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Tweaking the Ordinary
Arts In Community
Judith Deem Dupree
Where is your heart? If you have given yourself over to Christ, the Son and Redeemer, your heart is in the heart of God. Your Community is His Kingdom. This is the ultimate, profound simplicity of the Gospel.
Although we dwell in the "penultimate" - - somewhere east of Eden - - we do want to do something more tangible with our lives, as arts-persons, than practice and peddle our wares. We know we belong first to God. Well, we know it at one level, of course. What we don't always acknowledge (if we learn it) is this: We cannot be our own Called person - - that God-designed entity we are meant to embody and express - - without belonging to the rest of humanity in a significant and creative way.
The secret to our belonging? That inimitable and illimitable adaptation He performs within us. That invisible tie that binds us to Him also binds us to each other.
When the Son of God adopted His human form, the Father did not create an "original;" He tweaked the ordinary. Jesus was an altogether basic, average man . . . with the imprint of Heaven in His genes. This Nazarene, a grown-up neighbor boy, was utterly "recognizable" to all who met Him. His claim to represent something more (much more!) than His bare-boned humanity infuriated the spiritual elite (and undoubtedly some of the neighbors) - - and thrilled that often-literally bare-boned crowd who shoved their way to Him. And yes, even His most steadfast disciples struggled with the duality of their Rabbi-Shepherd: "What kind of man is this, that even the wind and the seas obey him"? Mary's son became an enigma, full of strange sayings and astounding declarations - - but His miracles were a magnet, his heart an open Door.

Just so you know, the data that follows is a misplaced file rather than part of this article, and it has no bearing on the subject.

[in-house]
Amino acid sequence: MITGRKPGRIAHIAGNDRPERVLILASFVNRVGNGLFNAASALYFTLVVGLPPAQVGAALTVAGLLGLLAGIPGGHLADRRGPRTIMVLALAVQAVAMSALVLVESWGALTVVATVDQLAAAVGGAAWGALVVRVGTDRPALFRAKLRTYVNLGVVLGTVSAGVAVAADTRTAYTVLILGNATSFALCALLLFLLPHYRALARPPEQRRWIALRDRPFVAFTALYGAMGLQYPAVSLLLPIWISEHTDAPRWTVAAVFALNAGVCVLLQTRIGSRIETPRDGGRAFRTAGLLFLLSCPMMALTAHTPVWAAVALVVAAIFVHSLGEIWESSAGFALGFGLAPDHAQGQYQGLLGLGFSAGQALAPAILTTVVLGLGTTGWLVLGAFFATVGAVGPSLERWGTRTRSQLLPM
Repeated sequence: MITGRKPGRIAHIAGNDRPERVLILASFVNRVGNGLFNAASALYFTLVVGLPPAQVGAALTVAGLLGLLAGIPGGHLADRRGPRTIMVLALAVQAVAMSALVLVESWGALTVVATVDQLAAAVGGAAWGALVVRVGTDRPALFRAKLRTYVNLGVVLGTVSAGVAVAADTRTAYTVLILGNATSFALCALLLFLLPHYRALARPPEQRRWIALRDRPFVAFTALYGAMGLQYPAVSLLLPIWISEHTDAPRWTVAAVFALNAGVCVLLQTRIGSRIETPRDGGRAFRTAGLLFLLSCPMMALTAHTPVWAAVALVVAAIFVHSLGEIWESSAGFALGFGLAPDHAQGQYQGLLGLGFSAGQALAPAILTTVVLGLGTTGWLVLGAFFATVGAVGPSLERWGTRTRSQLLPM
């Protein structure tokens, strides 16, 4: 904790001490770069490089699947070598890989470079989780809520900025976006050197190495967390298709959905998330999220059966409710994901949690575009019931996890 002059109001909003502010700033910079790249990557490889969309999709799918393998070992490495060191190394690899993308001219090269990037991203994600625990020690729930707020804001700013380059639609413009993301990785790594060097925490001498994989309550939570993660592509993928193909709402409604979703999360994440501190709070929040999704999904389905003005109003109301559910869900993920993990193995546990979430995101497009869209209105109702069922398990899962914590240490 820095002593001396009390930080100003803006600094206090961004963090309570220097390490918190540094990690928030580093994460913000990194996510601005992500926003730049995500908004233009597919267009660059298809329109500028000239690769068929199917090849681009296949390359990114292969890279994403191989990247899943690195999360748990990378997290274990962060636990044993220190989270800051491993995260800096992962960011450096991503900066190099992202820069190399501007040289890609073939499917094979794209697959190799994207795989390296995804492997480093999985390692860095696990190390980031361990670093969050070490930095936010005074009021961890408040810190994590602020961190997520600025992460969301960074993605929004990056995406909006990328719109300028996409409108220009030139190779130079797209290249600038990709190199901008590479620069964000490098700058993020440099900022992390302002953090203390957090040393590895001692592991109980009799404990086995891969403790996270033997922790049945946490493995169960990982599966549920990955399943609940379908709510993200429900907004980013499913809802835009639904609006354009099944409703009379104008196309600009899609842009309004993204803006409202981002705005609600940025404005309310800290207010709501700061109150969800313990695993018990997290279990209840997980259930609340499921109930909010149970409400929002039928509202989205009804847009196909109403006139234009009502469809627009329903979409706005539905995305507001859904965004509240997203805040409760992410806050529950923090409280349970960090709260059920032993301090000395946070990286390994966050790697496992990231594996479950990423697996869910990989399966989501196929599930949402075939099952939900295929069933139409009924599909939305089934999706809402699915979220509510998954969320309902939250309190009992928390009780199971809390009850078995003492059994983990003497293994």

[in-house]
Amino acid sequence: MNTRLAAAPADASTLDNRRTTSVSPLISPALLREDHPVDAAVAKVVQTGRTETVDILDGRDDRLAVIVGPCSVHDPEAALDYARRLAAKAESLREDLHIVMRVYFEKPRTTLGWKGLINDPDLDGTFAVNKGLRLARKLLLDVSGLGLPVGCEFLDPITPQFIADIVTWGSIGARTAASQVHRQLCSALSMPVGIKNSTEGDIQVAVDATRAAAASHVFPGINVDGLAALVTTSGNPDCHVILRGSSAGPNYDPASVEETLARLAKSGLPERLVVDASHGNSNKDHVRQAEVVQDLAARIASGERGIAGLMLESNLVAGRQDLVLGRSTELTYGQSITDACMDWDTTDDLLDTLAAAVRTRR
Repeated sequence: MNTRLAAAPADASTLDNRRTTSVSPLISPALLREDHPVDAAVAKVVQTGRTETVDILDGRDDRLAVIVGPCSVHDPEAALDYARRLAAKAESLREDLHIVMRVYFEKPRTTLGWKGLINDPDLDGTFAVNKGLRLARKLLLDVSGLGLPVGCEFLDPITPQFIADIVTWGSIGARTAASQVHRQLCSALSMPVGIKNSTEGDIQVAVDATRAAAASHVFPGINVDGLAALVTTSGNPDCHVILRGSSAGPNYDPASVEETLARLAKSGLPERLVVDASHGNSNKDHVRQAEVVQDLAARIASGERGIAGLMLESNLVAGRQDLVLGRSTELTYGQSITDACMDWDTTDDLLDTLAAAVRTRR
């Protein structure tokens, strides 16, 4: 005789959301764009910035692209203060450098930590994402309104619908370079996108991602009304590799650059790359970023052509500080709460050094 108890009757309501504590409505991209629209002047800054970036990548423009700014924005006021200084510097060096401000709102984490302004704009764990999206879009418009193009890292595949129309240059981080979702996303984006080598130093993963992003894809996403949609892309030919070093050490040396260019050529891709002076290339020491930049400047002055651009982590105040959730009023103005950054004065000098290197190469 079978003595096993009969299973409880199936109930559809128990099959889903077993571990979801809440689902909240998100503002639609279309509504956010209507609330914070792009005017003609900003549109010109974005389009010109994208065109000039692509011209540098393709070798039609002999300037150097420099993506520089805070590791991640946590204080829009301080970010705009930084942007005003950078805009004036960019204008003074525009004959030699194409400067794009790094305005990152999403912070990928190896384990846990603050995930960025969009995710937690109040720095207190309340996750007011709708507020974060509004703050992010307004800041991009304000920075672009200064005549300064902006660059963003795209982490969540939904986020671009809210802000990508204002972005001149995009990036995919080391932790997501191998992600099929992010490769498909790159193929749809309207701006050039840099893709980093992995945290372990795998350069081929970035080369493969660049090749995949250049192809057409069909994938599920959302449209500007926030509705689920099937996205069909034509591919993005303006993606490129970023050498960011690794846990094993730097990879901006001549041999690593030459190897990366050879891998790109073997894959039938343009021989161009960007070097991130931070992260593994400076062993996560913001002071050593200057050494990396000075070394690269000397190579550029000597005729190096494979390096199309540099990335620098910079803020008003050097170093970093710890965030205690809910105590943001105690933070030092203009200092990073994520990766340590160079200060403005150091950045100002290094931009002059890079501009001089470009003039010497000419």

Only after the Son left them/us did those who "knew" Him best suddenly know irrevocably that God's majesty dwelt in the "ordinary." Impermanence died that day. There was nothing ordinary in either the gaping tomb - - or His sudden presence within that shuttered meeting room! There, then, He gifted them with a heretofore unimaginable bestowal: That which was intrinsic in Him was now, suddenly and manifestly, intrinsic within them! God's stealth, His "foolishness," became their open Secret. This was the juncture where miracles began!
They took this discovery to the ends of the earth.
And here our inner Journey begins. We are neither aberration nor singularity; we are each an adaptation of His Son, whom we serve, whom we outwardly resemble in all the ordinary ways. (Well, some of us more than others, obviously.) Our ordinariness is as much a gift as our particular tweakedness; it defines our cell-deep relatedness and defies our endless, sometimes mindless search for fulfillment - - for that chimera, Perfection, with any of its variable guises and disguises. We may spend a lifetime struggling to rise above our fear of being nobody.
Because we don't want, no, not a whit, to be ordinary . . . we yearn, bone-deep, to be exceptional (not "different," so often a pejorative). We want others around us to concur, to tell us that our hearts are good and true, that we are indeed that. Because . . . because we are "built" to yearn for this. It is in the finding that we get so lost.